So basically, if you are accurately presenting a philosophical system that you apply consistently, then fine. Your choice. It's internally consistent, after all. But it's also useless; you've destroyed your own ability to exercise judgment about complex or unpleasant situations. At least, so long as you retain that powerful aversion to accepting least-bad actions.
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Re: Laconia incident

Post by Bakustra »

Thank you, Simon, for snipping away the philosophical problems which I raised with utilitarianism. Let me go over this again. How can you, for example, prove that a moral system incorporating unfalsifiable premises is true or false? Let us take a religion which incorporates a paradisical afterlife. Such is an unfalsifiable axiom of the moral system. How can you disprove said religion, assuming that it makes no falsifiable claims about the world? That is what I mean by the lack of objectivity in morality- even if you can construct a moral system that makes no use of unfalsifiable axioms besides the default assumption of objective reality, then you still cannot prove or disprove the ones that don't. Your objective system (and this is not to say that utilitarianism is objective) still cannot be said to the only true system, unless you use Occam's Razor to determine truth rather than tendency.

Utilitarianism still relies on basic axioms. One such is the concept that "harm is bad". This is axiomatic under general conditions, and the most common "proof" has been to say that it is bad because humans and other life-forms instinctively avoid harm. But the number of people that have committed suicide speaks against that, and defining them as mentally unbalanced is again axiomatic (since more people than just the clinically depressed kill themselves). But if you have some way to remove the axioms from utilitarianism, please share it, and I would be glad to acknowledge an objective system of morality.

I'm not sure what you think I'm arguing. I argue that it was an immoral decision to bomb the U-boats while being almost certainly the least immoral of the two decisions available to the crew. That is apparently inconsistent with the facts, but the only way in which it could be that I can imagine is if you go with consequentialism, which is hardly what you are arguing for!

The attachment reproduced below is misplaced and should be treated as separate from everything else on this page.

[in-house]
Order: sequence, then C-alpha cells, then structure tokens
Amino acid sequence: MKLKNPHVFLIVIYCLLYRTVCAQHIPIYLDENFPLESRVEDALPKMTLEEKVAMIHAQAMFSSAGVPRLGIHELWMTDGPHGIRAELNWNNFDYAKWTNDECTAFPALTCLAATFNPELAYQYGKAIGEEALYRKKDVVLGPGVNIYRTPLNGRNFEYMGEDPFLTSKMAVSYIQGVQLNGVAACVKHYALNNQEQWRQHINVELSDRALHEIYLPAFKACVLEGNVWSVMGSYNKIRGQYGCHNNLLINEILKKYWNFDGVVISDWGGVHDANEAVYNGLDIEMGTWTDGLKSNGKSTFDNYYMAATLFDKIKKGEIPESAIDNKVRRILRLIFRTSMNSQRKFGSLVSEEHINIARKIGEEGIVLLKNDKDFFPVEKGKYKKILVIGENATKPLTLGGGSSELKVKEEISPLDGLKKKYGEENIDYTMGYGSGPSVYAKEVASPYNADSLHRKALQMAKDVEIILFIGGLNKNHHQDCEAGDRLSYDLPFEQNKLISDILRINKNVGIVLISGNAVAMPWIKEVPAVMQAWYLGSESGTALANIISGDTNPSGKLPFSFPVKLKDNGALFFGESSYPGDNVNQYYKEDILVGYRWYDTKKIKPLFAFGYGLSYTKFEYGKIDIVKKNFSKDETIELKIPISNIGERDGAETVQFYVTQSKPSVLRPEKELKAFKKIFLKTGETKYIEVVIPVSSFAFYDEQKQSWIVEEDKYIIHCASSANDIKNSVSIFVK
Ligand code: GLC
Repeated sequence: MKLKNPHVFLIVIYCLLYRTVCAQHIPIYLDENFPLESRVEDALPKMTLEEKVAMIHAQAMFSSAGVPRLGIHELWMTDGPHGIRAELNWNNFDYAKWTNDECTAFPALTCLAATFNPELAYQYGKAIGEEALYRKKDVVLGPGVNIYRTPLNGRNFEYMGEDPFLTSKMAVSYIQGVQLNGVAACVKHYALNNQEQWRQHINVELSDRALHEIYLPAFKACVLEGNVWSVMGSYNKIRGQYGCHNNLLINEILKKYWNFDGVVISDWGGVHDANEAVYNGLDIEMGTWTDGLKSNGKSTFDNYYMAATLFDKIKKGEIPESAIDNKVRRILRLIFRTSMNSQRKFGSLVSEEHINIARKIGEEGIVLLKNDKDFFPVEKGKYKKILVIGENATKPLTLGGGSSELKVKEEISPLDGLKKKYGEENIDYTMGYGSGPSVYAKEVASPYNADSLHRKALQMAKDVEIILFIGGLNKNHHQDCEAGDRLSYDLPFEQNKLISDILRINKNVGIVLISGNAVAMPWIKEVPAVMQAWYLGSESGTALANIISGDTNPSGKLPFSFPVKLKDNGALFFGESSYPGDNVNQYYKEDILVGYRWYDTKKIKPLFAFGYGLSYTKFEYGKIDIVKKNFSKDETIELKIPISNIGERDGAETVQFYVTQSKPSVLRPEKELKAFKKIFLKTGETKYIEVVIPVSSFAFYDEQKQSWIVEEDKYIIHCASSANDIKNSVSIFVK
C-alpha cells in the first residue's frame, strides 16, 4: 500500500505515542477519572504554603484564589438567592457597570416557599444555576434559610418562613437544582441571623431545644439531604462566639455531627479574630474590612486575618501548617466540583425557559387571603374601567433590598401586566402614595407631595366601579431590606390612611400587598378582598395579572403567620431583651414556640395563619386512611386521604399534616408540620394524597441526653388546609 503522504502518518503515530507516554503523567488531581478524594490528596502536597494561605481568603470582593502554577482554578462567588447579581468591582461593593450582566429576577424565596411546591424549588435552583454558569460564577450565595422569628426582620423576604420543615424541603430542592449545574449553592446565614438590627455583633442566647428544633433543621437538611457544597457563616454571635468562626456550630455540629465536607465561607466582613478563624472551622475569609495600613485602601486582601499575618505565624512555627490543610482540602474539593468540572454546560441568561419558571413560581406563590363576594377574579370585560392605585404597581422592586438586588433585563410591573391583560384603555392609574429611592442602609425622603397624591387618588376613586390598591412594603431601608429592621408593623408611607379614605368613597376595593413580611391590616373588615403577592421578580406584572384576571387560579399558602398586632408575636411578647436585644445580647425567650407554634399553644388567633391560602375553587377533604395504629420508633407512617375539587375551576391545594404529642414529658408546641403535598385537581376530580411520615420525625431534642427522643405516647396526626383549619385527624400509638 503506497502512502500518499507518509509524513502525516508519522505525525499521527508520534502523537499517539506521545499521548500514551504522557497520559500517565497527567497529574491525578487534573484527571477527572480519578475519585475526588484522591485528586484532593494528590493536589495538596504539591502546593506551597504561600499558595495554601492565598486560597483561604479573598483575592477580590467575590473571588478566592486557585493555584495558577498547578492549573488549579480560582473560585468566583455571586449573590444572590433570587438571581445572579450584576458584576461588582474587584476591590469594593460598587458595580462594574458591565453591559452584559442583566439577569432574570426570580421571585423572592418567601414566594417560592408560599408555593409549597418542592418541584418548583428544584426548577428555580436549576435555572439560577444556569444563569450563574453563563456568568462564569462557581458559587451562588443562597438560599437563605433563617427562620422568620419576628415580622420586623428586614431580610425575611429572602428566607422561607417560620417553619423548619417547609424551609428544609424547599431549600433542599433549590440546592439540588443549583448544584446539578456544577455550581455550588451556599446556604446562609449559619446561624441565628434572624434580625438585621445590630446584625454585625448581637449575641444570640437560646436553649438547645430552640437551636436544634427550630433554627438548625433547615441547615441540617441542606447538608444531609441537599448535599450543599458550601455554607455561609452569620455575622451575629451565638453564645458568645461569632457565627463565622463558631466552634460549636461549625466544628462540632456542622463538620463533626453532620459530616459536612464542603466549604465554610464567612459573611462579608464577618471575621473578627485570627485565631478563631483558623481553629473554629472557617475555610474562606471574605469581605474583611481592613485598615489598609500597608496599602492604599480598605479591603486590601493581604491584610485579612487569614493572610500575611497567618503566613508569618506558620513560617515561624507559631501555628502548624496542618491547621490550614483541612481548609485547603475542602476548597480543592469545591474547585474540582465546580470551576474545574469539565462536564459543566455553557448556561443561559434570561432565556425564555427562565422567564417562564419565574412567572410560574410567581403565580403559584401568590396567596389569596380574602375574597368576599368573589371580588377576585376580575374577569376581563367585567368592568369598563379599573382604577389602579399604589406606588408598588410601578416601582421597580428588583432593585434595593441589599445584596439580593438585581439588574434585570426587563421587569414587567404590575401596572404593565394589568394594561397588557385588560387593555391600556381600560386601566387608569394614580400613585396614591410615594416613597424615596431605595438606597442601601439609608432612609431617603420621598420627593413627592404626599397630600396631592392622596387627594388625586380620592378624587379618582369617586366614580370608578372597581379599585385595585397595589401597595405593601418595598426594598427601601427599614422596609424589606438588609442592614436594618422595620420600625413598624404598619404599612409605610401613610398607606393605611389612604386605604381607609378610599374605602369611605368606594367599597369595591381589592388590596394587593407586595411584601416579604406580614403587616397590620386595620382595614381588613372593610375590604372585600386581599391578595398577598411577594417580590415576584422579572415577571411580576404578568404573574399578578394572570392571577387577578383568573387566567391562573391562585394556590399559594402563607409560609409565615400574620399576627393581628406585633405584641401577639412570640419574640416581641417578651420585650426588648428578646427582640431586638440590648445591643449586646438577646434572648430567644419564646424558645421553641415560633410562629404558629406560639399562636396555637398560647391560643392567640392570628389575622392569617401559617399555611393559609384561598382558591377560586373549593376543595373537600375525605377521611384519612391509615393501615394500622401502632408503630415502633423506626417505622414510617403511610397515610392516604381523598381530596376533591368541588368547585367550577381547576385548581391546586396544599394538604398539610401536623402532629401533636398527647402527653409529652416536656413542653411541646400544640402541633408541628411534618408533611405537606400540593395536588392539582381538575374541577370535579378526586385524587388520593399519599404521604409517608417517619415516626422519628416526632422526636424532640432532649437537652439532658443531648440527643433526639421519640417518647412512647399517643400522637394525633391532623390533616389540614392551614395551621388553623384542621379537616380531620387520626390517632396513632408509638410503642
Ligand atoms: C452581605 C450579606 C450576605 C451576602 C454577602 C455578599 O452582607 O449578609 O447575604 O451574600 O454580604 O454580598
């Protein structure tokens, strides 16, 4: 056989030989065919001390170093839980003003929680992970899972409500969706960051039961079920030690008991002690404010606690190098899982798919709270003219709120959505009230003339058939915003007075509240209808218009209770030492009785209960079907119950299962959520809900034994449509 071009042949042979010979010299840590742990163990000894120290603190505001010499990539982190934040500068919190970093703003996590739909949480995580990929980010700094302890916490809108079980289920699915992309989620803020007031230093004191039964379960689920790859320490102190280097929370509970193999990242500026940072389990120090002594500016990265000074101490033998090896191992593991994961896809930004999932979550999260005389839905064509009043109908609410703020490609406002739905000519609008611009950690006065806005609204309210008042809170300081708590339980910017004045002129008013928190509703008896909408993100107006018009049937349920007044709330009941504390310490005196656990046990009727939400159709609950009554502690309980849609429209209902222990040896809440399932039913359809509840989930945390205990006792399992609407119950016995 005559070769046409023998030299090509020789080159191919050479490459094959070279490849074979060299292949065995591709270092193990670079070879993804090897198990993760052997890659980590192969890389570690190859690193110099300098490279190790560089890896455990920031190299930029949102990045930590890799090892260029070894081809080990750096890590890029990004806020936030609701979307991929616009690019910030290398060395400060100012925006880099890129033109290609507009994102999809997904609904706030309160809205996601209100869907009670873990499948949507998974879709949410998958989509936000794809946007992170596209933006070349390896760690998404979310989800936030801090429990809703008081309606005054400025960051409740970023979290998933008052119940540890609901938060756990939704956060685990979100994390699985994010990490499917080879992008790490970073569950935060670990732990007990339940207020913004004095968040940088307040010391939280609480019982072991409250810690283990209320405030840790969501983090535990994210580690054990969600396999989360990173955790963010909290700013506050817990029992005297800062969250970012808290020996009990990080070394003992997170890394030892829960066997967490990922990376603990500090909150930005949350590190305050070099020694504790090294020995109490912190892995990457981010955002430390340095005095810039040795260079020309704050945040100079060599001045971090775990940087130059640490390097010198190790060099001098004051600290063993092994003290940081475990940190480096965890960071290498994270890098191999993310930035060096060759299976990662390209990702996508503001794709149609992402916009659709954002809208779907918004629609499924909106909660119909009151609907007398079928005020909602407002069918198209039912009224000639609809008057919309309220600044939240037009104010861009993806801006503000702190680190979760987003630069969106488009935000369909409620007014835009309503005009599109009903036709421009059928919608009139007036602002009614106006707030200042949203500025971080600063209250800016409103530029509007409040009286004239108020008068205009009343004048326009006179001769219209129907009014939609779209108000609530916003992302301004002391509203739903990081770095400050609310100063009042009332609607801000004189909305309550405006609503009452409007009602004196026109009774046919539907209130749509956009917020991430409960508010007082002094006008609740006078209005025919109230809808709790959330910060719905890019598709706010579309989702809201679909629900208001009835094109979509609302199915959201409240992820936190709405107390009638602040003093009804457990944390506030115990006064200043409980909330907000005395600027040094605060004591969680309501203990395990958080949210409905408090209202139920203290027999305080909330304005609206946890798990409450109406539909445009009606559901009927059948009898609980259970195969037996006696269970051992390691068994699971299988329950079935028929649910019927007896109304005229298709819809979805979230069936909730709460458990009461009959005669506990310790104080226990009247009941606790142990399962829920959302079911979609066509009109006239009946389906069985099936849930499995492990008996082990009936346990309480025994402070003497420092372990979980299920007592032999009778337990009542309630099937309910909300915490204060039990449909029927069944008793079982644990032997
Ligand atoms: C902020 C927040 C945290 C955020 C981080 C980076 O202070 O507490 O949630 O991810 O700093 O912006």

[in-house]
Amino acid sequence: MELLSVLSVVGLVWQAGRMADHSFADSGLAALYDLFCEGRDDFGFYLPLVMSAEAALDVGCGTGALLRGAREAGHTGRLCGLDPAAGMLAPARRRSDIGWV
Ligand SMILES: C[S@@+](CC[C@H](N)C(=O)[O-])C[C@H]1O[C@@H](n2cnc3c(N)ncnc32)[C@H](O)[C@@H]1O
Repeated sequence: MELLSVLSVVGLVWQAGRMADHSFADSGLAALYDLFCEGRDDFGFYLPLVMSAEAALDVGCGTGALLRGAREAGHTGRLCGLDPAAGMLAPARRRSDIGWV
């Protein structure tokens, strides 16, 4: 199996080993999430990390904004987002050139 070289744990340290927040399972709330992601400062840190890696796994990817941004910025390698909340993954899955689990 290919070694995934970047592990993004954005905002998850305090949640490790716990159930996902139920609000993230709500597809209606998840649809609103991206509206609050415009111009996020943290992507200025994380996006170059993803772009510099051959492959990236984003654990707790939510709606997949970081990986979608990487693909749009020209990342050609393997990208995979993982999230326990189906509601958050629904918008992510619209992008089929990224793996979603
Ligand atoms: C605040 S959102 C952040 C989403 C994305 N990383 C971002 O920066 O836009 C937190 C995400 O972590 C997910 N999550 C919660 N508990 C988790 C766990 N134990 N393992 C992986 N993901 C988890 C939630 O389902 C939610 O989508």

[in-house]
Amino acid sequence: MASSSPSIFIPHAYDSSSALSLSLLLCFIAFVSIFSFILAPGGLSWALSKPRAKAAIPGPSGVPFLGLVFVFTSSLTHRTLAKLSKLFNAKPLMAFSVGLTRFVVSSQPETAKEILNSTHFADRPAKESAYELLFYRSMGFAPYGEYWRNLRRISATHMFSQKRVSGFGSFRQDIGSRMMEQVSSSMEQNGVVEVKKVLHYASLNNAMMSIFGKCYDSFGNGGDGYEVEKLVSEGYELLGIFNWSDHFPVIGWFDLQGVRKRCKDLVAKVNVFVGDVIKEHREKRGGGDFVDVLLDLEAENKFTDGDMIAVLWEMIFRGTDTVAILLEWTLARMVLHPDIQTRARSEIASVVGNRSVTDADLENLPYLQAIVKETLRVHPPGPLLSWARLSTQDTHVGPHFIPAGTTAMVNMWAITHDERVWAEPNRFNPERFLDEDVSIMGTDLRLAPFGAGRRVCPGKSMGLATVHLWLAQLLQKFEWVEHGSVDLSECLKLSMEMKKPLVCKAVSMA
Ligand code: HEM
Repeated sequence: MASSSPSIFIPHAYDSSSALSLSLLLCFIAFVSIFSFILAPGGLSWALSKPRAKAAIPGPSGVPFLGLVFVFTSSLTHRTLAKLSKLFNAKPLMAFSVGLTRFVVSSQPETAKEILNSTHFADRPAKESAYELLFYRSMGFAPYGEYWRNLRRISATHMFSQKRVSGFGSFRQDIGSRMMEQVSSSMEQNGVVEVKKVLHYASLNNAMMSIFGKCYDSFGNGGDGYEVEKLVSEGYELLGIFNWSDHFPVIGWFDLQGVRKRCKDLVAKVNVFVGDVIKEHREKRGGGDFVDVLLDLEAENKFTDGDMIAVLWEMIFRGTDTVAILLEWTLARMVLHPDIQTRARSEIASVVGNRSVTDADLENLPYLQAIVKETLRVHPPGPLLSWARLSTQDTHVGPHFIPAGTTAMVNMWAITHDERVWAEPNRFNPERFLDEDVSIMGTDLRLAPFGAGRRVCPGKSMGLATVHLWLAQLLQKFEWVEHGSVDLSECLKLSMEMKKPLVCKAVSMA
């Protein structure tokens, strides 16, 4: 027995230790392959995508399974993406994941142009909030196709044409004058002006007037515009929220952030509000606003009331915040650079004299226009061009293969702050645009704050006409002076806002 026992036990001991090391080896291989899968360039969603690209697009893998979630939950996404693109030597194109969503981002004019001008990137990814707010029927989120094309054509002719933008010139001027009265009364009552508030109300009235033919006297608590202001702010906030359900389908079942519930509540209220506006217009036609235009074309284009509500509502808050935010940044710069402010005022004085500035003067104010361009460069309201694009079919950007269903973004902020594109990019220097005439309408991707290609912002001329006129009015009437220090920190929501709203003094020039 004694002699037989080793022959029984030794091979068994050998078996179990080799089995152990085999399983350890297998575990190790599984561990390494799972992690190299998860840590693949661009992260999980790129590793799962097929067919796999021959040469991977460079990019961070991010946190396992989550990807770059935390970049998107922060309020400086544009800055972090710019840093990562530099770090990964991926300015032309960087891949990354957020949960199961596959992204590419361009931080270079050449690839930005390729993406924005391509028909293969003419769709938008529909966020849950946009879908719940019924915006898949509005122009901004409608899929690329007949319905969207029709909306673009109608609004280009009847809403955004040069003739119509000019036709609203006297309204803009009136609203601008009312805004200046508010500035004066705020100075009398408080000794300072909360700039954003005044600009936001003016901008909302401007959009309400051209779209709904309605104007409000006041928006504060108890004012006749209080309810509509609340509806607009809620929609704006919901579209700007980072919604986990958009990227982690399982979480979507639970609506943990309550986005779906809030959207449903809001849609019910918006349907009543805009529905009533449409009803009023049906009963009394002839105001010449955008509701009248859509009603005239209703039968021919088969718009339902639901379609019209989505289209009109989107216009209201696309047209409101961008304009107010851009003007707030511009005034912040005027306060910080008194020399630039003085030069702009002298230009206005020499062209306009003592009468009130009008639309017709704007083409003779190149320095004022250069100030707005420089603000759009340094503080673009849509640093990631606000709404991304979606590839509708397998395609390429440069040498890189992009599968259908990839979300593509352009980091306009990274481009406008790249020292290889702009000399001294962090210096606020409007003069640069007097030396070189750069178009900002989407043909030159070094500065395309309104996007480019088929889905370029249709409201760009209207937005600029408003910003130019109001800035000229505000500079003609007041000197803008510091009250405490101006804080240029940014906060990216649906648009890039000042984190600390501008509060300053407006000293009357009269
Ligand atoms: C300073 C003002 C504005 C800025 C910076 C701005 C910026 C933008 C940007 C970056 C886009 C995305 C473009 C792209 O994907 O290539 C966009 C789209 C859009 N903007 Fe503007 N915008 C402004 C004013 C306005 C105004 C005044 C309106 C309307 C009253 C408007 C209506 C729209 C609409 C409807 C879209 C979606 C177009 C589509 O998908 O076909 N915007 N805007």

You insist that one must either declare things to be good or bad. I reject that binary approach at its deepest level, which is to insist that I am crippling myself morally because, well, because I don't celebrate the nuclear destruction of Hiroshima and Nagasaki. I believe that one can make difficult decisions without relying on cognitive dissonance to translate the morally suspect action into a moral action, acknowledging that making the decision to kill hundreds of thousands is not a good one, but the best of bad options. In other words, I feel that the import of avoiding the celebration of mass-murder is somewhat greater than the import of avoiding ever feeling guilt for our actions and decisions. I acknowledge that this is not a fair description of your position, but you have not offered that courtesy to me. Insert a lengthy diatribe about your moral system cripples you mentally here, if you like.

Your belief is that we must pick a decision as moral rather than least immoral because to do otherwise is to abandon our ability to make hard choices. But first of all, right and wrong are distinct from moral and immoral. Consider picking from a set of positively moral decisions. You would say that the right decision is the best one, right? Or, in other words, the most moral. Right and wrong are relative descriptors. I prefer to reserve moral and immoral as absolute ones for clarity, and more importantly, so that we can recognize the disparity between the ideal and the real, distance ourselves from the just-world fallacy, and take responsibility for these actions. Consider the individuals who excused the harm they did to Native Americans via boarding schools and the Dawes Act by saying that it was for the greater good. I believe that this mindset is something that must be fought, and feel that my terminology is better for that than converting immoral actions to moral ones. Now, why do you disagree? Or do you agree?

You also didn't explain the fundamental problems with deontology and virtue ethics, such that utilitarianism is better. If you like, I will drop that, but recognize that such an explanation is fundamental to objective morality.
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Re: Laconia incident

Post by Samuel »

Let us take a religion which incorporates a paradisical afterlife. Such is an unfalsifiable axiom of the moral system. How can you disprove said religion, assuming that it makes no falsifiable claims about the world?
It claims that something exists, which means it is part of reality and something we can deal with via logic and reason.
But the number of people that have committed suicide speaks against that, and defining them as mentally unbalanced is again axiomatic (since more people than just the clinically depressed kill themselves).
You're an idiot. Death is not the worst harm that can befall individuals, just one kind of harm.
I reject that binary approach at its deepest level, which is to insist that I am crippling myself morally because, well, because I don't celebrate the nuclear destruction of Hiroshima and Nagasaki.
Except we don't. We say they are justified, and explain them as a means to an end, not something good in and of themselves (in this case eliminating Japanese military resistance to the invasion of the home islands).
Consider the individuals who excused the harm they did to Native Americans via boarding schools and the Dawes Act by saying that it was for the greater good. I believe that this mindset is something that must be fought, and feel that my terminology is better for that than converting immoral actions to moral ones.